Fear may keep undocumented immigrants out of 2020 census, hurt communities

By Mary Lehman Held, University of Tennessee

The United States might not be able to get information about more than 10 million people in the 2020 census. That’s the number of undocumented immigrants living in the United States. Another 16.7 million individuals live in a household with an undocumented member and so might also not be counted in this year’s census. The primary reason that undocumented immigrants might forego participation in the 2020 census? Fear.

All Latinos don’t vote the same way – their place of origin matters

By Eliza Willis, Grinnell College and Janet A. Seiz, Grinnell College

Joe Biden won Florida’s 2020 Democratic primary, capturing a majority of the state’s Latino voters. Polls have been tracking the Latino vote in Democratic presidential primaries, and many analysts are trying to predict which candidate Latinos might favor in November. Interest in Florida has been especially strong. Observers commonly speak of “the Latino vote” as if Latinos make up a distinct and unified interest group. This both overstates and understates Latinos’ uniqueness.

Children of color already make up the majority of kids in many US states

By Rogelio Sáenz, The University of Texas at San Antonio and Dudley L. Poston, Jr., Texas A&M University

Demographers project that whites will become a minority in the U.S. in around 2045, dropping below 50% of the population. That’s a quarter-century from now – still a long way away, right? Not if you focus on children. White children right now are on the eve of becoming a numerical minority. The U.S. Census Bureau projects that, by the middle of 2020, nonwhites will account for the majority of the nation’s 74 million children.

A sacred light in the darkness: Winter solstice illuminations at Spanish missions

By Rubén G. Mendoza, California State University, Monterey Bay

On Saturday, Dec. 21, nations in the Northern Hemisphere will mark the winter solstice – the shortest day and longest night of the year. For thousands of years people have marked this event with rituals and celebrations to signal the rebirth of the sun and its victory over darkness. At hundreds, and perhaps thousands, of missions stretching from northern California to Peru, the winter solstice sun triggers an extraordinarily rare and fascinating event – something that I discovered by accident and first documented in one California church more than 20 years ago. At dawn on Dec.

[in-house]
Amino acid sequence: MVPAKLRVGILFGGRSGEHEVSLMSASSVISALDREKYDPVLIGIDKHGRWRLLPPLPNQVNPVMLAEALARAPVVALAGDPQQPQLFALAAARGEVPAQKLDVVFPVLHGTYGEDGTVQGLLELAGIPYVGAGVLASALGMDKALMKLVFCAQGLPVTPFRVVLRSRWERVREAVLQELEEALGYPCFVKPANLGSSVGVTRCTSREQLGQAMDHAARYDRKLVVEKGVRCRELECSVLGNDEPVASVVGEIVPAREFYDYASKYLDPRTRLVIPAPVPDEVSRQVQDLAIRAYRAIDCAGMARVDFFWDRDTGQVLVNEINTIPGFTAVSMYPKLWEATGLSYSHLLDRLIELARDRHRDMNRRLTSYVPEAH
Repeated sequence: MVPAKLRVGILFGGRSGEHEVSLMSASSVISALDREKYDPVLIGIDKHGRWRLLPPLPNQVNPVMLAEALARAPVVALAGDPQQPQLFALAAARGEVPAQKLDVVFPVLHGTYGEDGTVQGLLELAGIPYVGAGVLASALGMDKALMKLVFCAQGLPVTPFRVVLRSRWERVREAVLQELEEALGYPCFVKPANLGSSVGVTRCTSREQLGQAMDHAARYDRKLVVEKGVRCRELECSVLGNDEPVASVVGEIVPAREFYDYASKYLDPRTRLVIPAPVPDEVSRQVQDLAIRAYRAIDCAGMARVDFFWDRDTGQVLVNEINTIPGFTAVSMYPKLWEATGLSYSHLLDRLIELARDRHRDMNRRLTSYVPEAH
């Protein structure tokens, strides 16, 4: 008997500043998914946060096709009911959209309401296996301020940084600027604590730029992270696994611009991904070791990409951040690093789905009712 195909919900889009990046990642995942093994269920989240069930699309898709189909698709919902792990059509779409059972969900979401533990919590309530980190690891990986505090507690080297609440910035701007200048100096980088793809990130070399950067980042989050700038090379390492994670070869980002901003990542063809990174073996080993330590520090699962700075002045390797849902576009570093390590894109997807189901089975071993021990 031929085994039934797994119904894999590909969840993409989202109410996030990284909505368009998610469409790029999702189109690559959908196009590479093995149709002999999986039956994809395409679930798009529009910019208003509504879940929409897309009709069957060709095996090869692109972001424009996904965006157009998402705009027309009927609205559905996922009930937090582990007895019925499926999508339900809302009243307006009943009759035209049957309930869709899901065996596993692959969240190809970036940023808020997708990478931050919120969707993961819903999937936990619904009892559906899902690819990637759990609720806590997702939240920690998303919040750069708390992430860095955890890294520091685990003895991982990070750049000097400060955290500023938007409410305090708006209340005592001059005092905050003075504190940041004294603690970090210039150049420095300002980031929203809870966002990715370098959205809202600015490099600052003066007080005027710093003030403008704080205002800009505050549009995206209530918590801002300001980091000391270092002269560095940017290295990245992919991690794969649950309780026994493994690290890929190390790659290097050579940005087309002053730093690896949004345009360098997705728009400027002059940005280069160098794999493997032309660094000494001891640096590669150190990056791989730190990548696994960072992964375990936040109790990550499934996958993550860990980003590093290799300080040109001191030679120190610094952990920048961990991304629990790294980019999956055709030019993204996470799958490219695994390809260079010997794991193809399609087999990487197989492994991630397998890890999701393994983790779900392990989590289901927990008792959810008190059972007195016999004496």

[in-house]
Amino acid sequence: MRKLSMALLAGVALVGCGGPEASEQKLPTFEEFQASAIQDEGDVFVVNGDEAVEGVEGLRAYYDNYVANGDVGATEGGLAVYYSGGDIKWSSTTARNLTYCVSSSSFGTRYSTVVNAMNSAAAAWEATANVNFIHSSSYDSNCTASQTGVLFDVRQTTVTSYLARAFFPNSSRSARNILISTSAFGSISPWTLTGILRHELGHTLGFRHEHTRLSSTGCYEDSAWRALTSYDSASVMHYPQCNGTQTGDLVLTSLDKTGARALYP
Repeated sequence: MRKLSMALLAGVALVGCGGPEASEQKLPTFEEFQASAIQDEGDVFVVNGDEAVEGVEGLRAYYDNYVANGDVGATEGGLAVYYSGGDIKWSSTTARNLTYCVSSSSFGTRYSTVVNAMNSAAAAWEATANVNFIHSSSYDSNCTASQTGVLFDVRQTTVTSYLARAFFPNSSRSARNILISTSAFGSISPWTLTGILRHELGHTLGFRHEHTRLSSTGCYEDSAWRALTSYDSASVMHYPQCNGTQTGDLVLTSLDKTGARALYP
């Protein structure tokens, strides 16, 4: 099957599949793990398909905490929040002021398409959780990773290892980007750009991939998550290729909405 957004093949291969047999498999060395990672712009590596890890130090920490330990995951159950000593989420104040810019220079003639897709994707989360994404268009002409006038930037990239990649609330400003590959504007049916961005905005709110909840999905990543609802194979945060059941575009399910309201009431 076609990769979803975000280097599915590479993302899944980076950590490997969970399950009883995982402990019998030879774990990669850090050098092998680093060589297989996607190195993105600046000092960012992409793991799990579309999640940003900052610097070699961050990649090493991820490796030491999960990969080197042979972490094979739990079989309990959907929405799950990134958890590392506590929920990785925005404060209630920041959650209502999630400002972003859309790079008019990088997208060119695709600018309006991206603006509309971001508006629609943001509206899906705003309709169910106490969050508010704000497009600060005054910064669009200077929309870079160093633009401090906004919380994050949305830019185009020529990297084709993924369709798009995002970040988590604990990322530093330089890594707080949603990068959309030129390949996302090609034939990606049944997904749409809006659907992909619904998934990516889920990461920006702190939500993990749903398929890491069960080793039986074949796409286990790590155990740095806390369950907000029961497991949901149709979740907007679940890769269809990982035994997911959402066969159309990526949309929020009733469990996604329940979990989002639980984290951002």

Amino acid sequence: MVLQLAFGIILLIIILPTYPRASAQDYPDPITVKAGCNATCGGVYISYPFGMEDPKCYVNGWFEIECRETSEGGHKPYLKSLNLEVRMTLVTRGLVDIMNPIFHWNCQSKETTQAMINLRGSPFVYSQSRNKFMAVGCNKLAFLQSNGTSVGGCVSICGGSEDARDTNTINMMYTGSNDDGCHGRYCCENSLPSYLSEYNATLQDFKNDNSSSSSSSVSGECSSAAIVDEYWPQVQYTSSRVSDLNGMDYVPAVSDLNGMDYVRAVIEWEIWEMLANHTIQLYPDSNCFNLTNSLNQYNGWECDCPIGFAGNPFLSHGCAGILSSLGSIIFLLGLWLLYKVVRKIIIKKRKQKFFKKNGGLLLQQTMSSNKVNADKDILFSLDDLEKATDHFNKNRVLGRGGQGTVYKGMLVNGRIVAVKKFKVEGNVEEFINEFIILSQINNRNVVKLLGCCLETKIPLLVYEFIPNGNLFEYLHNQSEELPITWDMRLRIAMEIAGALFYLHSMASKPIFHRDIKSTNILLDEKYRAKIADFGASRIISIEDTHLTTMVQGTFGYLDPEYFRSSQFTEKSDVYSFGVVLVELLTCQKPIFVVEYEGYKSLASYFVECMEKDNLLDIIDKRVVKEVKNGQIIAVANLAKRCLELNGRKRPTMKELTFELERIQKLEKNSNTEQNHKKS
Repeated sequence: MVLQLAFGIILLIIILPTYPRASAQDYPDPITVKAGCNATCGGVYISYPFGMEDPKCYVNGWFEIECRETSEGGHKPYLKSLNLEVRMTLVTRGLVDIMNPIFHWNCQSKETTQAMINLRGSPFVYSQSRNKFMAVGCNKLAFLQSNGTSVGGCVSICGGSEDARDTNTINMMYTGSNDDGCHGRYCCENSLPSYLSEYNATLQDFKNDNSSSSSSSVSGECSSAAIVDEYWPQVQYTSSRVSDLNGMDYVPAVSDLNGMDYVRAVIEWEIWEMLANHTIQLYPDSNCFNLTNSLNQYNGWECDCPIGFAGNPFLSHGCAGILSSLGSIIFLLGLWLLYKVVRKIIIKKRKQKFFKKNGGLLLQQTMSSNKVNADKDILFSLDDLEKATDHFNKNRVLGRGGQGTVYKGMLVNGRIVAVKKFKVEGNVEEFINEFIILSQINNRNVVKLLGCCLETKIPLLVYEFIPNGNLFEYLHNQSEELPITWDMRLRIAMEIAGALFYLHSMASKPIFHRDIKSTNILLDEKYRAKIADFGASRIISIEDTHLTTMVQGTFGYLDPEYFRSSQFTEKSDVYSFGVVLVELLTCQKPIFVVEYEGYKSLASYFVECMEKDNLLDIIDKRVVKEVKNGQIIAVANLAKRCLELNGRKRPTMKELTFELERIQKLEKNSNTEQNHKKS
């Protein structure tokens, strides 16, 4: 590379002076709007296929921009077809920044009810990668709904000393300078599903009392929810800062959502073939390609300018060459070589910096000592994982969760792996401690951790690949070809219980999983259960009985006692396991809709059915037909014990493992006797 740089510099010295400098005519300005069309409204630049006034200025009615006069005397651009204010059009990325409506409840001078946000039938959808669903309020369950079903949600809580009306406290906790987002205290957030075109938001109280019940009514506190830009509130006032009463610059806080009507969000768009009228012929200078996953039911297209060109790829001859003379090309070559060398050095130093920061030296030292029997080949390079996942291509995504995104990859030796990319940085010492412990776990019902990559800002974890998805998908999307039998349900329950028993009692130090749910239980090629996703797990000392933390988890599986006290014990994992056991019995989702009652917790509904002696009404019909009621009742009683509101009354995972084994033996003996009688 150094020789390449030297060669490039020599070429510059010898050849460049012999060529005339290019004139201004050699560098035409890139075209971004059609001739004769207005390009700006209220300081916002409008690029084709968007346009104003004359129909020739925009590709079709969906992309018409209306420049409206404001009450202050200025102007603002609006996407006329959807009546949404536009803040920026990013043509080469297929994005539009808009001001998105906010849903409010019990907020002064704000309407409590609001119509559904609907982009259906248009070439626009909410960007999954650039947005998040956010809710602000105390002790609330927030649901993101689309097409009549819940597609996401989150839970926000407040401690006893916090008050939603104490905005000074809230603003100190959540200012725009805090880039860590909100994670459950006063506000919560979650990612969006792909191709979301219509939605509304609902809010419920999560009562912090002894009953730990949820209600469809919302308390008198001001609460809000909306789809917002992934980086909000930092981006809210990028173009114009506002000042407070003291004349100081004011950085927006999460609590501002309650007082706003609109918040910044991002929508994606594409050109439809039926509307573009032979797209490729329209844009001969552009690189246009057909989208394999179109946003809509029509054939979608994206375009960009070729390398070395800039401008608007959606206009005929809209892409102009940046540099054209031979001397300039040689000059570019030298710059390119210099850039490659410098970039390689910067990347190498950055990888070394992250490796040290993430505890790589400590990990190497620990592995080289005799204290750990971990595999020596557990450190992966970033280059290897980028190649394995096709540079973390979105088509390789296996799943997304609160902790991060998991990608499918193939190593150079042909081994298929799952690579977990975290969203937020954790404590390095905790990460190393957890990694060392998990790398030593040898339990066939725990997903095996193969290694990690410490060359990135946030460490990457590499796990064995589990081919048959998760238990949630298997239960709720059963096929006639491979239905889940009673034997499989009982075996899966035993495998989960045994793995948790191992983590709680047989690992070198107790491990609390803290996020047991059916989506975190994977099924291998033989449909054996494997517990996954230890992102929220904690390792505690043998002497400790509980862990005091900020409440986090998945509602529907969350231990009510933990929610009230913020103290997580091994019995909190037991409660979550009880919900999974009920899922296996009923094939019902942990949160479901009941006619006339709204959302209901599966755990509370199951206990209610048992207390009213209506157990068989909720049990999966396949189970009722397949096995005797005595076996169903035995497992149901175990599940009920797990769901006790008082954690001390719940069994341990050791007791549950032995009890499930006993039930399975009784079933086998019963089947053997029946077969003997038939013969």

Adding ratings on source reliability helps limit spread of misinformation

By Antino Kim, Indiana University; Alan R. Dennis, Indiana University; Patricia L. Moravec, University of Texas at Austin, and Randall K. Minas, University of Hawaii

Online misinformation has significant real-life consequences, such as measles outbreaks and encouraging racist mass murderers. Online misinformation can have political consequences as well. The problem of disinformation and propaganda misleading social media users was serious in 2016, continued unabated in 2018 and is expected to be even more severe in the coming 2020 election cycle in the U.S.

Most people think they can detect deception efforts online, but in our recent research, fewer than 20% of participants were actually able to correctly identify intentionally misleading content. The rest did no better than they would have if they flipped a coin to decide what was real and what wasn’t. 

Both psychological and neurological evidence shows that people are more likely to believe and pay attention to information that aligns with their political views – regardless of whether it’s true.

The Supreme Court and refugees at the southern border: 5 questions answered

By Karla Mari McKanders, Vanderbilt University

I sat in a small room in Tijuana, Mexico with a 13-year-old indigenous Mayan Guatemalan girl. She left Guatemala after a cartel murdered her friend and threatened to rape her. Her mother wanted her to live and believed the only way for her to survive was to send her daughter alone to the U.S., to apply for asylum. Now she was alone and stuck in Mexico. Every morning, the Guatemalan girl, along with other asylum seekers, would frantically gather at the Tijuana-U.S. border where they waited to hear their name or their number called so the Mexican government could escort them to the U.S. border.

Far fewer Mexican immigrants are coming to the US — and those who do are more educated

By Rogelio Sáenz, The University of Texas at San Antonio

Once upon a time, not long ago, Mexicans dominated the flow of migrants coming to the U.S. Mexican migration expanded over the course of much of the 20th century and into the start of the 21st century. That is no longer the case. The number of Mexican migrants fell during the economic recession and has continued to fall further after the U.S. economy recovered. The downturn of Mexican migration
Data from the annual American Community Surveys, which I analyze in my research on Mexican migration, show that the number of foreign-born Mexicans migrating to the U.S. in the previous year fell from 2003 to 2017. The numbers tell the story, with the volume of Mexican migration dropping from nearly 1.7 million in 2003-2007 to 778,000 in 2013-2017.

Democrats debate the repeal of Section 1325 – what you need to know about the immigration law that criminalizes unauthorized border crossings

By Kit Johnson, University of Oklahoma